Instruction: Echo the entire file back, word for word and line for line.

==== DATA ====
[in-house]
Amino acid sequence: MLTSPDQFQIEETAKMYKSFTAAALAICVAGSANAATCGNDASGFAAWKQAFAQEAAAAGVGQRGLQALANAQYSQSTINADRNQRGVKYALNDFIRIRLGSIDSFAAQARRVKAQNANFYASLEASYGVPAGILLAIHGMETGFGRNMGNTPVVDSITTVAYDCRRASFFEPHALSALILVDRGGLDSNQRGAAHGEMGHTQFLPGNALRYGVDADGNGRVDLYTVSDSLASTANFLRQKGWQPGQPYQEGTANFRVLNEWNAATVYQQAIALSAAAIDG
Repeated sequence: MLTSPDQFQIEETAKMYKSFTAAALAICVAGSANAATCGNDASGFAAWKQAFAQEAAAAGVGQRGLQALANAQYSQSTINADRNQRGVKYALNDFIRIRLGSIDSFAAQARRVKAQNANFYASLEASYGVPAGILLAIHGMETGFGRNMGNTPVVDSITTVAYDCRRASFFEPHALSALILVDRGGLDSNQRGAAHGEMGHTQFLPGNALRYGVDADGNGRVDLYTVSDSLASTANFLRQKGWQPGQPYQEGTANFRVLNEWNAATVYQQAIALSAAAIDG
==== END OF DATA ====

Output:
[in-house]
Amino acid sequence: MLTSPDQFQIEETAKMYKSFTAAALAICVAGSANAATCGNDASGFAAWKQAFAQEAAAAGVGQRGLQALANAQYSQSTINADRNQRGVKYALNDFIRIRLGSIDSFAAQARRVKAQNANFYASLEASYGVPAGILLAIHGMETGFGRNMGNTPVVDSITTVAYDCRRASFFEPHALSALILVDRGGLDSNQRGAAHGEMGHTQFLPGNALRYGVDADGNGRVDLYTVSDSLASTANFLRQKGWQPGQPYQEGTANFRVLNEWNAATVYQQAIALSAAAIDG
Repeated sequence: MLTSPDQFQIEETAKMYKSFTAAALAICVAGSANAATCGNDASGFAAWKQAFAQEAAAAGVGQRGLQALANAQYSQSTINADRNQRGVKYALNDFIRIRLGSIDSFAAQARRVKAQNANFYASLEASYGVPAGILLAIHGMETGFGRNMGNTPVVDSITTVAYDCRRASFFEPHALSALILVDRGGLDSNQRGAAHGEMGHTQFLPGNALRYGVDADGNGRVDLYTVSDSLASTANFLRQKGWQPGQPYQEGTANFRVLNEWNAATVYQQAIALSAAAIDG